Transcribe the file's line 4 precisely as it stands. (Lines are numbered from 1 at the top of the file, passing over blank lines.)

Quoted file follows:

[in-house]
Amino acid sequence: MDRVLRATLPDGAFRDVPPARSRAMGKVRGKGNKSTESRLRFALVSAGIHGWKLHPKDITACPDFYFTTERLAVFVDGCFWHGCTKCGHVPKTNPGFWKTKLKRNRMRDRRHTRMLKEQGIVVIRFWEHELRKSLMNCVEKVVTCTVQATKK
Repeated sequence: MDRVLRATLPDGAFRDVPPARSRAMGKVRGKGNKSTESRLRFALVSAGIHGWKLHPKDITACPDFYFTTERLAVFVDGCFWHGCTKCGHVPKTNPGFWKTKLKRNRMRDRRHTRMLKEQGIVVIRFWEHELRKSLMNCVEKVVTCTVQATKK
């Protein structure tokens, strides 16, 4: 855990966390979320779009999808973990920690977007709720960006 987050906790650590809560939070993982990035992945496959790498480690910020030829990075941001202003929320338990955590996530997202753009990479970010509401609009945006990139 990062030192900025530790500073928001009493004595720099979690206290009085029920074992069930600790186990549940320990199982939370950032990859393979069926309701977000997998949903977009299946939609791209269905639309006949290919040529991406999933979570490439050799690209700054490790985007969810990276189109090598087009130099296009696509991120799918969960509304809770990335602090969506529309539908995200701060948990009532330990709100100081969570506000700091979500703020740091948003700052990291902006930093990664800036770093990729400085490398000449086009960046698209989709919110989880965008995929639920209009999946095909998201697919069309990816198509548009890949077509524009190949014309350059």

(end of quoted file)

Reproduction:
């Protein structure tokens, strides 16, 4: 855990966390979320779009999808973990920690977007709720960006 987050906790650590809560939070993982990035992945496959790498480690910020030829990075941001202003929320338990955590996530997202753009990479970010509401609009945006990139 990062030192900025530790500073928001009493004595720099979690206290009085029920074992069930600790186990549940320990199982939370950032990859393979069926309701977000997998949903977009299946939609791209269905639309006949290919040529991406999933979570490439050799690209700054490790985007969810990276189109090598087009130099296009696509991120799918969960509304809770990335602090969506529309539908995200701060948990009532330990709100100081969570506000700091979500703020740091948003700052990291902006930093990664800036770093990729400085490398000449086009960046698209989709919110989880965008995929639920209009999946095909998201697919069309990816198509548009890949077509524009190949014309350059």